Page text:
204. Todd Sickafoose: Tiny Resistors (2007 [2008], Cryptogramophone): Bassist, probably more electric than acoustic but plays both; originally from San Francisco, now based in New York. Third album. Has a substantial number of side credits since 1998, including Jenny Scheinman, Tin Hat, Ani DiFranco. I figure this as a fusion album, one of those big, sweeping prog things, loud, powerful, always listenable, sometimes interesting. Alan Ferber's trombone stands out among the horns. DiFranco plays some electric ukelele. B+(*)
  205. Willie "The Lion" Smith & Don Ewell: Stride Piano Duets: Live in Toronto, 1966 (1966 [2008], Delmark): Ewell was a stride pianist, 1916-1983, born Baltimore, lived much of his adult life in Florida. Recorded several well-regarded records, especially for Good Time Jazz in the late 1950s, but more often accompanied other leaders: Bunk Johnson in the 1940s, Jack Teagarden 1956-62. He's a valuable, underrated player -- a precursor to Ralph Sutton and Dick Hyman. Smith, of course, was one of the originators of the stride piano style. He was born in 1893 or 1897 (accounts differ), and died in 1973. Full name is worth repeating: William Henry Joseph Bonaparte Bertholoff Smith -- Bertholoff was his father's name, Smith his stepfather's. I've always assumed that "The Lion" became part of his canonical name to distinguish him from the brilliant (but these days mostly forgotten) alto saxophonist Willie Smith. I can't figure out who plays what, and don't much care -- any weakness you might be tempted to attribute to the elder is readily compensated for by his understudy. Smith tries singing twice; he can't, but he's such a charming rogue you won't mind. B+(**)
  206. Emilio Solla y Afines: Conversas (Al Lado del Agua) (2007 [2008], Fresh Sound World Jazz): Solla is a pianist from Argentina, now based in New York. Fourth album; second with Afines. Solla also plays in Pablo Aslan's Avantango. A previous album is called Suite Piazzollana, further evidence of tango heritage. Group here features Gorka Benitez on tenor sax and flutes, Carlos Morera on bandoneon, David Gonzalez on double bass, David Xirgu on drums. The tango influence is hushed here, with the wide mix of pieces leaning towards the lush -- Benitez often sounds gorgeous. Some guests complicate things, including a crooning vocal by Xavier Casellas. B+(*)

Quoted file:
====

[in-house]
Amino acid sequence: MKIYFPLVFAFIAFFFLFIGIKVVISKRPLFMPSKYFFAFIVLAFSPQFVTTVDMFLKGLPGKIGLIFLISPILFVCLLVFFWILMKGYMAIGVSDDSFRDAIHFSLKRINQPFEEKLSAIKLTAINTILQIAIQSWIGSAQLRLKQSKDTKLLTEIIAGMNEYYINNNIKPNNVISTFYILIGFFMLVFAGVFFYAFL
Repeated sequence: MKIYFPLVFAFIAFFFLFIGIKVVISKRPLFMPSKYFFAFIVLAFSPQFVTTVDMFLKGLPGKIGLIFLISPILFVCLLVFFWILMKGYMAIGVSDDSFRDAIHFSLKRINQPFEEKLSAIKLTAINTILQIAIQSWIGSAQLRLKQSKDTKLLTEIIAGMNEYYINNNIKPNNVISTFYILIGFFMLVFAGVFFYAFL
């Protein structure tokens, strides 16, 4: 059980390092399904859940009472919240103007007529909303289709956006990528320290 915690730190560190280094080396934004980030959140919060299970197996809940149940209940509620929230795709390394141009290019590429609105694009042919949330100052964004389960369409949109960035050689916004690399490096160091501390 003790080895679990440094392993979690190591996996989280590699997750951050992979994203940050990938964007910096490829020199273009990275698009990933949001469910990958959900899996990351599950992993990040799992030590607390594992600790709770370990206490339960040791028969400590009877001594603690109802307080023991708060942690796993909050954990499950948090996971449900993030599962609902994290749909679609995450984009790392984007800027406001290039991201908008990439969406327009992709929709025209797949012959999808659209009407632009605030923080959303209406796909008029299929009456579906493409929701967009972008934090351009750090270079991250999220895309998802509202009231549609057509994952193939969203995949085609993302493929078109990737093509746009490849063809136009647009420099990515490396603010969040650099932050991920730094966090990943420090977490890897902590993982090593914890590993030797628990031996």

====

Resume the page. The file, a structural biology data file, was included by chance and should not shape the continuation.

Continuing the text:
207. Esperalda Spalding: Esperanza (2008, Heads Up): Born 1984, grew up in Portland OR, schooled at Berklee, based in New York, plays double bass and sings. Second album, moving up to a bigger label and out toward pop, her vocals more prominent. She's getting attention with this move -- AllAboutJazz points out her "talent, youth, training and outrageously good looks" -- but from where I sit it's more like she's running away. There is some solid jazz here: the band is built around pianist Leo Genovese and drummer Otis Brown, with occasional guets adding things -- Donald Harrison's two alto sax spots make a big impression, Ambrose Akinmusire's trumpet only slightly less so. Her Brazilian twist on "Body and Soul" is a choice cut, but her scat is neither here nor there, and her voice isn't all that notable -- this could be edited down to a pretty bland nu-jazz album. She does help herself out on bass. B+(*)
  208. Speak in Tones: Subaro (2003-04 [2005], Alpha Pocket, 2CD): Nominally a collaboration between saxophonist Mike Ellis and percussionist Daniel Moreno, this employs 16 musicians and stretches out to 155 minutes. I take it there's an Afro-Brazil focus, but the sessions were recorded in New York with a group that included Malians Lansine Kouyate and Cheick Tidiane Seck, some notable jazz names (Antoine Roney, Jerry Gonzalez, Graham Haynes, Jean-Paul Bourelly, Adam Rudolph), and scattered others. The long groove pieces are seductive, and it helps that the horns have some sharp edges. B+(**)
  209. The Stance Brothers: Kind Soul (2008, Ricky Tick): They call this a "garage jazz" group. Based in Helsinki, Finland. Group members: Isiah Stance (vibes, keyboards), Dwayne Stance (bass, guitar), Byron Breaks (drums, percussion). I don't believe those names either. Everything but a George Duke song was written by a Teddy Rok, also listed a producer (aka Teppo Mäkynen, which sounds more like it). Certainly listenable, the vibes giving it an extra shot of jangliness, but not clear why anyone should bother. B
  210. Stebmo (2008, Mount Analog): Stebmo is Steve Moore, b. 1976, Seattle pianist/trombonist. The name more/less follows the pattern of bluesman Kevin Moore, aka Keb' Mo'. Album is produced by Tucker Martine, and many of Martine's regular clients make a showing: Matt Chamberlain (drums, loops), Todd Sickafoose (bass), Eyvind Kang (viola), Doug Wieselman (clarinets, guitar, banjo), Martine himself (percussion). Martine's circle, sometimes together as Mount Analog, offer an appealing take on fusion, and this is no exception. B+(*)
  211. Jason Stein's Locksmith Isidore: A Calculus of Loss (2006 [2008], Clean Feed): Stein is 31, plays bass clarinet, studied at Michigan-Ann Arbor, is based in Chicago, has appeared on Keefe Jackson's Project Project and Bridge 61 (a Ken Vandermark group). Trio here, with Kevin Davis on cello, Mike Pride on percussion. Free jazz. The instruments tend to soften the edges, so you're left with more form than fury. Band named for Stein's grandfather, a New York locksmith known as Izzy. B+(*)